With increased freedom of expression under perestroika, this clandestine activity was swept into the realm of public life. Readers of dissident literature became frenzied participants in momentous political events, culminating in the defense of the reformist government’s White House during the hard line coup of 1991. These were optimistic times, euphoric even, when Soviet people believed in things like humane socialism, freedom, and change.

As the chorus in Secondhand Time testifies, it was not just heroes of the Soviet Union and Communist party apparatchiks who lost prestige when the monolith crumbled. All those who adhered to Soviet values, whether they served the regime or marched for change, were thrust into a new and bewildering context in the freewheeling 1990s. And that included the large and diffuse intelligentsia, the “kitchen dissidents” who were dismayed to find the ideals of literature trounced by greed and cold hard cash.

Who were these brazen capitalists? With their “gold rings and magenta blazers” they were a new breed, and their desires jarred with the genteel and ascetic tastes of the intelligentsia. “Instead of your samizdat poems, show me a diamond ring, expensive labels…” an advertising manager tells Alexievich. She is inspired by a new vocabulary of “offshore accounts, kickbacks, [and] barters,”and is happy to see the “entire former repertoire of gentlemanly charms”—the samizdat and whispered kitchen conversations of the intelligentsia—fall by the wayside.

Secondhand Time captures the anguish and disenfranchisement of the “kitchen generation,” who had looked upon themselves as the nation’s conscience in the giddy years of perestroika. In the aftermath of rationing, economic "shock therapy," and hyperinflation, this enlightened strata of society had grown calamitously poor.

Alexievich pays her respects to their vanished discursive culture, wielding the kitchen conversation to startling effect. Crucially, she draws her protagonists from beyond the social circles of urban intelligentsia. Alexievich spent a number of years travelling throughout the former USSR and many of the memorable dialogues in Secondhand Time take place in squalid villages and provincial towns where the material deprivations and minor satisfactions of Soviet life linger on.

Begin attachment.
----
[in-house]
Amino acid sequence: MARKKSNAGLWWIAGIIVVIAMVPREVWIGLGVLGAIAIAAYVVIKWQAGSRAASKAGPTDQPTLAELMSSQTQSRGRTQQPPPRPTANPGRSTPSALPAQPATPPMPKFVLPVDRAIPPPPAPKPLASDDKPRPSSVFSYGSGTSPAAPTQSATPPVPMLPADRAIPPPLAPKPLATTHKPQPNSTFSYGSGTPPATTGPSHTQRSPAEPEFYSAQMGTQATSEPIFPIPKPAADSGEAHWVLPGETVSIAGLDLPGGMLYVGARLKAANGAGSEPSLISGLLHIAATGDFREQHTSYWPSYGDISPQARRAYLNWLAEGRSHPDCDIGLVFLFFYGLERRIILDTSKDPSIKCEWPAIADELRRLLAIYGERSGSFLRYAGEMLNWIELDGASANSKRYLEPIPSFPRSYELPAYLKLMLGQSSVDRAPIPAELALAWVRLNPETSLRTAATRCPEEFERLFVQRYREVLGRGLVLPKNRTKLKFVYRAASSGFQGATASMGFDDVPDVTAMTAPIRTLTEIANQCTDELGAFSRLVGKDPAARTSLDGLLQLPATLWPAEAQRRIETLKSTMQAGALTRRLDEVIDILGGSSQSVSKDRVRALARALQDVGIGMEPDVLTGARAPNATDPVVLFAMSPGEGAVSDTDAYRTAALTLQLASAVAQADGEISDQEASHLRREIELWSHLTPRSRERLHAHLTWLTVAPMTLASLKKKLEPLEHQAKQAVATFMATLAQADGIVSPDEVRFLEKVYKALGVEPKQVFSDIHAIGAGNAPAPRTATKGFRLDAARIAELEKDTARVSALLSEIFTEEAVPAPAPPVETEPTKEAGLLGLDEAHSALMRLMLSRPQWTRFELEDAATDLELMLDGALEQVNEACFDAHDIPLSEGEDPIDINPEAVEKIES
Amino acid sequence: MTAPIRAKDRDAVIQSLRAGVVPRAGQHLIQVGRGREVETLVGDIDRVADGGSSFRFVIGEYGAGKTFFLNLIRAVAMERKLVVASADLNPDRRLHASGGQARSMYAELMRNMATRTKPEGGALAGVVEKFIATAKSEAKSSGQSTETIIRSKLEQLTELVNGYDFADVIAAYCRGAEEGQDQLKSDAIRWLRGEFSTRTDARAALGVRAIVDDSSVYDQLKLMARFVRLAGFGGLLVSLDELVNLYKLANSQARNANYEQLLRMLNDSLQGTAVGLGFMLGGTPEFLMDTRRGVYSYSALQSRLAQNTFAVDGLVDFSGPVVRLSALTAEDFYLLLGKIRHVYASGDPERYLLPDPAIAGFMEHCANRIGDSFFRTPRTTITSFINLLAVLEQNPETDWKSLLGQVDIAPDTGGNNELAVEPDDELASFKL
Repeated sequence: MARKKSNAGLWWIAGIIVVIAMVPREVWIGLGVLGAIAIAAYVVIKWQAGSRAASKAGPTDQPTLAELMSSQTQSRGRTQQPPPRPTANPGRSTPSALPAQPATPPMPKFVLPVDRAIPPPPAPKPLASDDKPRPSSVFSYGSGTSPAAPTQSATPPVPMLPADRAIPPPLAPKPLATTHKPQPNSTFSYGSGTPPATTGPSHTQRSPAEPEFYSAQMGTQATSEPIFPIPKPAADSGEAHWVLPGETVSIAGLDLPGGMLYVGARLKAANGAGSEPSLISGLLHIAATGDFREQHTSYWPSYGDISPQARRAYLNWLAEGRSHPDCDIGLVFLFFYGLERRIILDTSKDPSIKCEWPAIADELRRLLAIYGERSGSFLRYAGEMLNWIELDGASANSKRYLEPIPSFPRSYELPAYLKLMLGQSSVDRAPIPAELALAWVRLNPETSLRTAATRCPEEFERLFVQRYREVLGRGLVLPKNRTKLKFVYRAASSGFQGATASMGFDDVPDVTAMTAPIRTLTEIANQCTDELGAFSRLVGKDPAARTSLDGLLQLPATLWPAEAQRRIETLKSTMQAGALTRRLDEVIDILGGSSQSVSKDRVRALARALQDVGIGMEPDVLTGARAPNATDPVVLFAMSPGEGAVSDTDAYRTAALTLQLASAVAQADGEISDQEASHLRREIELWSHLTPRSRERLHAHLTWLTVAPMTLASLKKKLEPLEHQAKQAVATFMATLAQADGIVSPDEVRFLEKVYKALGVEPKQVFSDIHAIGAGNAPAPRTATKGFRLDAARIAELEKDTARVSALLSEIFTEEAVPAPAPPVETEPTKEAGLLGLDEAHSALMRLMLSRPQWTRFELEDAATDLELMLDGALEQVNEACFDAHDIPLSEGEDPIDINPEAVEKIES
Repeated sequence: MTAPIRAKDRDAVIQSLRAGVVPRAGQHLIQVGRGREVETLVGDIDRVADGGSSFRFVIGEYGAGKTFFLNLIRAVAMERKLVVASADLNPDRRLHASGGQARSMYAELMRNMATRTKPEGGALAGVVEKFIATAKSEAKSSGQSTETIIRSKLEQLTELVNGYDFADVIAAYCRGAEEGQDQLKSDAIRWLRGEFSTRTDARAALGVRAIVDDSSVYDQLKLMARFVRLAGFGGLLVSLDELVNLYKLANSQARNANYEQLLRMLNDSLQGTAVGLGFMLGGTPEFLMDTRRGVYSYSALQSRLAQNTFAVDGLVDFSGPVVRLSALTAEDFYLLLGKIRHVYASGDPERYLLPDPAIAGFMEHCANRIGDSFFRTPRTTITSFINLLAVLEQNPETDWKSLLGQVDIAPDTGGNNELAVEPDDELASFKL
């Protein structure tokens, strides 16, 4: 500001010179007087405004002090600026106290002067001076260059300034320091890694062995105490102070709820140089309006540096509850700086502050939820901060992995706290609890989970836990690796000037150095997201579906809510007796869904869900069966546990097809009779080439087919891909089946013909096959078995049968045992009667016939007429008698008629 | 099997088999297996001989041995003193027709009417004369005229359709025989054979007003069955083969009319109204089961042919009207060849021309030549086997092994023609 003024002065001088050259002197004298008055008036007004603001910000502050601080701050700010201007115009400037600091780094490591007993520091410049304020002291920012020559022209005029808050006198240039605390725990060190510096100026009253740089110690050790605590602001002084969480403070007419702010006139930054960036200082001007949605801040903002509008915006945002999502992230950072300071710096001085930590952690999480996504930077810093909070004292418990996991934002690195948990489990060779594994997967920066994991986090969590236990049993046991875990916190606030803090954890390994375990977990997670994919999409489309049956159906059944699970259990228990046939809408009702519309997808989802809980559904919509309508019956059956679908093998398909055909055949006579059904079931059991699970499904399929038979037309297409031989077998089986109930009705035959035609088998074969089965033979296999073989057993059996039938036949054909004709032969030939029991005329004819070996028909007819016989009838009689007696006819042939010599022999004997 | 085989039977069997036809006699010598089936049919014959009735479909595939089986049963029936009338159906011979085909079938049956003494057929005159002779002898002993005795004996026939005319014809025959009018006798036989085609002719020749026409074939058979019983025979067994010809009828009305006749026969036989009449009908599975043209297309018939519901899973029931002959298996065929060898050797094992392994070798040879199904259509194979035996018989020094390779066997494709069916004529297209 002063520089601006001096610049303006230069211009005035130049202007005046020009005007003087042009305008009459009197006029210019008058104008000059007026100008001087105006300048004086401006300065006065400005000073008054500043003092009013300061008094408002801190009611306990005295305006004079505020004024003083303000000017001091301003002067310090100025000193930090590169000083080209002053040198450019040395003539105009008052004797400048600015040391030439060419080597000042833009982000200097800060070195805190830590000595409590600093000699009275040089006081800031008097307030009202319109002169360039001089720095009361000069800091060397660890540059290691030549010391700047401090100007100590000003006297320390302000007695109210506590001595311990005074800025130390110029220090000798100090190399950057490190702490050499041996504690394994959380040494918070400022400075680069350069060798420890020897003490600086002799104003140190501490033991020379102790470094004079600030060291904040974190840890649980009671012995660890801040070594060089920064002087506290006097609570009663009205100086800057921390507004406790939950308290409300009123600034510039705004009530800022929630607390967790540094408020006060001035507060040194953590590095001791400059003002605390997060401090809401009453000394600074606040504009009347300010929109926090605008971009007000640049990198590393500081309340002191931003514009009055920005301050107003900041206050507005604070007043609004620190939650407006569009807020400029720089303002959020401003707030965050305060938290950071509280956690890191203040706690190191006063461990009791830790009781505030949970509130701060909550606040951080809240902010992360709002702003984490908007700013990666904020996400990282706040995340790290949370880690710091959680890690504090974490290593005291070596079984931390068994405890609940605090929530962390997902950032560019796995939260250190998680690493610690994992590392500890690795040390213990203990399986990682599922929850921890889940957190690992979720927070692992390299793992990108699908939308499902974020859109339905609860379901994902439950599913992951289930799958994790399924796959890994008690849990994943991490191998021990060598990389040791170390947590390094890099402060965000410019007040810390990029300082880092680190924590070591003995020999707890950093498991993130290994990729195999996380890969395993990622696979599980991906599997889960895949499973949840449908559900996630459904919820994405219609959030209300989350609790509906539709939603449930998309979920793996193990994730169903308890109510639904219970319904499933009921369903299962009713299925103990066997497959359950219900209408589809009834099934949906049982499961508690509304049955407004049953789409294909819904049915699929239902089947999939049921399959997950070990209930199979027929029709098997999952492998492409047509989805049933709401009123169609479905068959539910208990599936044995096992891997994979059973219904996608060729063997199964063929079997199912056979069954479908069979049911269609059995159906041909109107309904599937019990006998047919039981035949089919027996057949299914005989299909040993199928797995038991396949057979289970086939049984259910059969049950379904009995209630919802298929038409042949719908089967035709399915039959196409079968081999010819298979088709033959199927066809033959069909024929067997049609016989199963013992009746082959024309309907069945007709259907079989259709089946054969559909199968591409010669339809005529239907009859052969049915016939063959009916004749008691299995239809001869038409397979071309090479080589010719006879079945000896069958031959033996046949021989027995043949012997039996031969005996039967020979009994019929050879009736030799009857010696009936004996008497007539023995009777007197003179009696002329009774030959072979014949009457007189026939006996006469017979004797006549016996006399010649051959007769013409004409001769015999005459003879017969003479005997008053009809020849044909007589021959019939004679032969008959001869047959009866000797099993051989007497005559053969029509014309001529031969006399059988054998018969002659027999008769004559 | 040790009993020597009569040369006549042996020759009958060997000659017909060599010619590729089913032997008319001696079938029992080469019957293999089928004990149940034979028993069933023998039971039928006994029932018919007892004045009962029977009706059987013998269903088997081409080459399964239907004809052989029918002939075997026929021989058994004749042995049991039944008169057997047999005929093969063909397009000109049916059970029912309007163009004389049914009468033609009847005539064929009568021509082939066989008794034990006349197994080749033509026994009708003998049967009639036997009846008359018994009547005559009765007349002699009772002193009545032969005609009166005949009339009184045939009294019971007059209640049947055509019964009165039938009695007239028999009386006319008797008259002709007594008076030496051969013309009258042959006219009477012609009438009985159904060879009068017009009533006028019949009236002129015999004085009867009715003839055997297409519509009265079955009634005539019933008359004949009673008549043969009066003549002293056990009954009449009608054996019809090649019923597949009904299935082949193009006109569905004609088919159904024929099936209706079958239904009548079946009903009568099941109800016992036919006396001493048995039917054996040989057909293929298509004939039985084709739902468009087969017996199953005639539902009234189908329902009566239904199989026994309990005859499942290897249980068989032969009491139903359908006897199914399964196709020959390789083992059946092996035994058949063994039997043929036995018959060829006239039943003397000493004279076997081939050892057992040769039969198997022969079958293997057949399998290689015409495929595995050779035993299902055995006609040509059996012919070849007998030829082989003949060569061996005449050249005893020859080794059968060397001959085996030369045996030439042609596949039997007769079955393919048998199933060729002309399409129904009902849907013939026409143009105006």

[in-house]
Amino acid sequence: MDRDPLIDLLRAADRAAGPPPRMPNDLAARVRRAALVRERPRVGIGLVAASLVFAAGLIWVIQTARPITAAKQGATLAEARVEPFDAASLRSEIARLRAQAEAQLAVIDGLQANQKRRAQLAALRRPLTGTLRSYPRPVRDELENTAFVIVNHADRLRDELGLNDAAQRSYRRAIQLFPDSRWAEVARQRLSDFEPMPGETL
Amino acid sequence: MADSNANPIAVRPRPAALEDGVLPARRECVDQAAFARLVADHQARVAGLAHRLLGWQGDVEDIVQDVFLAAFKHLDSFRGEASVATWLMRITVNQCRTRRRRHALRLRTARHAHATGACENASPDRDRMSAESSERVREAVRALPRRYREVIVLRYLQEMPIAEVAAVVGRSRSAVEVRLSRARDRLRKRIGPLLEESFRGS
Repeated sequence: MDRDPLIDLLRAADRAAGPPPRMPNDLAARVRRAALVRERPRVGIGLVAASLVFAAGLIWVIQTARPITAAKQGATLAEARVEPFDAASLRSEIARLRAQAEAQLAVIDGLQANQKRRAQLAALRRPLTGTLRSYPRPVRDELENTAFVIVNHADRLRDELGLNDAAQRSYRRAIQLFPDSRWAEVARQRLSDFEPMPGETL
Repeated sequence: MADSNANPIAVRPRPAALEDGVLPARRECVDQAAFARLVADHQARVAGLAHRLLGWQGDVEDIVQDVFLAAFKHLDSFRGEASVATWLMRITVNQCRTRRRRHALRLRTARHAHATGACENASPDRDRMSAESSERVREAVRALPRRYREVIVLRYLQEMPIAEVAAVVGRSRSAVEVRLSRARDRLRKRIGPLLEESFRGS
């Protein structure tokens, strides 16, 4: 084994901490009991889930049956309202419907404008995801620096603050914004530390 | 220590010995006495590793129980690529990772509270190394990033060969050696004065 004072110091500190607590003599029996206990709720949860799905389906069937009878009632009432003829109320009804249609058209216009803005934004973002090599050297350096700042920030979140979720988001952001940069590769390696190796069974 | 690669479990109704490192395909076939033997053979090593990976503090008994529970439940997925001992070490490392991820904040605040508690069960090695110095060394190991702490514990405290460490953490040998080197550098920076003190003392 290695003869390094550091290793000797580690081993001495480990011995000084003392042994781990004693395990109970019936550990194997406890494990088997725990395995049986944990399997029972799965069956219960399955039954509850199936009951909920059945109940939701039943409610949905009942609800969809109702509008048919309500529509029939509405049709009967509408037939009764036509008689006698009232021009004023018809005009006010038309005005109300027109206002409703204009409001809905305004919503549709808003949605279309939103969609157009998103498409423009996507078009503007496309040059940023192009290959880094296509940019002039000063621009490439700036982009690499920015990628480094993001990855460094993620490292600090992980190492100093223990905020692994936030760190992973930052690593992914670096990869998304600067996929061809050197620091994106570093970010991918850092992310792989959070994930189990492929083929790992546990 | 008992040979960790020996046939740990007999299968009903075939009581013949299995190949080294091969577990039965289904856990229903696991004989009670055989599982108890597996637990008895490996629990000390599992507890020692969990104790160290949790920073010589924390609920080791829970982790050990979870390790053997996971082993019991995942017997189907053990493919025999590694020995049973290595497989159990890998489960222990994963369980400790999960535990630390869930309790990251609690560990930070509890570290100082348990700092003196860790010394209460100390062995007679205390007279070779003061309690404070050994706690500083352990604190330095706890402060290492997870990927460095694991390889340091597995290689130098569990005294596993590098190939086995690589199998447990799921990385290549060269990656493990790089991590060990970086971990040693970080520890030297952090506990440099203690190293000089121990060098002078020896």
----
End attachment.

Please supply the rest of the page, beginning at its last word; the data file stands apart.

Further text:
“You won’t refashion Russia in a Moscow kitchen,” observes a documentary filmmaker in the penultimate section of Secondhand Time. The expression reveals the gulf between Muscovites and those inhabiting the land of Russia proper. The filmmaker tells the story of a provincial worker who abandons her husband, children, and home for the love of a prisoner once awaiting execution, now serving a life sentence in the Russian north. Her actions shed light on a wider “culture of pity” that manifests itself in intimate correspondence between village women and the habitual offenders inside Russia’s penal system. The phenomenon of individuals writing hundreds of letters to prisoners is never entirely explained. The style of this book is to let the welter of detail speak for itself. Alexievich is content to stitch together many subjectivities and to interject only sparingly with authorial comment. She has remarkable confidence in the unguarded testimony of her interviewees—in the sheer potential of discourse and storytelling to address a historical moment. If the resulting mosaic is sometimes telegraphic or obscure, it is effective nonetheless. These are the narrative’s embedded mysteries, the way eavesdropping on someone else’s conversation combines unfamiliar references with recognizable emotions and motivations. “I don’t ask people about socialism, I want to know about love, jealousy, childhood, old age” says Alexievich at the start of Secondhand Time. Their answers contain the vanished intimacy of an entire Soviet generation.

Thomas Dylan Eaton has contributed essays and fiction to publications including Afterall Journal, Parkett, The White Review, and Ambit Magazine.